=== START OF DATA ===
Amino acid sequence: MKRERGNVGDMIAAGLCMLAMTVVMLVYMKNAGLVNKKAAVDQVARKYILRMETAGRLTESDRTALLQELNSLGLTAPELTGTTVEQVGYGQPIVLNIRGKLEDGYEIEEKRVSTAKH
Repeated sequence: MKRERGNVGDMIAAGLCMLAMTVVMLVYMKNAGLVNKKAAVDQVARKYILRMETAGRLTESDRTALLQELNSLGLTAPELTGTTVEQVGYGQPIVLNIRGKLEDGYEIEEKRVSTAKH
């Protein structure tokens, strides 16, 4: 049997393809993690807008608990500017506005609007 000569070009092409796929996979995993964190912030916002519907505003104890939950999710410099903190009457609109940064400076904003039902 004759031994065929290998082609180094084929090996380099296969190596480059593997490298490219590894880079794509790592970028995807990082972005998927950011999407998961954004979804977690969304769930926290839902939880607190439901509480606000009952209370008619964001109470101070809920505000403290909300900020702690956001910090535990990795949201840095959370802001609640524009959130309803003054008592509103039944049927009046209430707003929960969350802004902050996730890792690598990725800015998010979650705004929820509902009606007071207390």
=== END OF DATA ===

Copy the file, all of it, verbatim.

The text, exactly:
Amino acid sequence: MKRERGNVGDMIAAGLCMLAMTVVMLVYMKNAGLVNKKAAVDQVARKYILRMETAGRLTESDRTALLQELNSLGLTAPELTGTTVEQVGYGQPIVLNIRGKLEDGYEIEEKRVSTAKH
Repeated sequence: MKRERGNVGDMIAAGLCMLAMTVVMLVYMKNAGLVNKKAAVDQVARKYILRMETAGRLTESDRTALLQELNSLGLTAPELTGTTVEQVGYGQPIVLNIRGKLEDGYEIEEKRVSTAKH
């Protein structure tokens, strides 16, 4: 049997393809993690807008608990500017506005609007 000569070009092409796929996979995993964190912030916002519907505003104890939950999710410099903190009457609109940064400076904003039902 004759031994065929290998082609180094084929090996380099296969190596480059593997490298490219590894880079794509790592970028995807990082972005998927950011999407998961954004979804977690969304769930926290839902939880607190439901509480606000009952209370008619964001109470101070809920505000403290909300900020702690956001910090535990990795949201840095959370802001609640524009959130309803003054008592509103039944049927009046209430707003929960969350802004902050996730890792690598990725800015998010979650705004929820509902009606007071207390």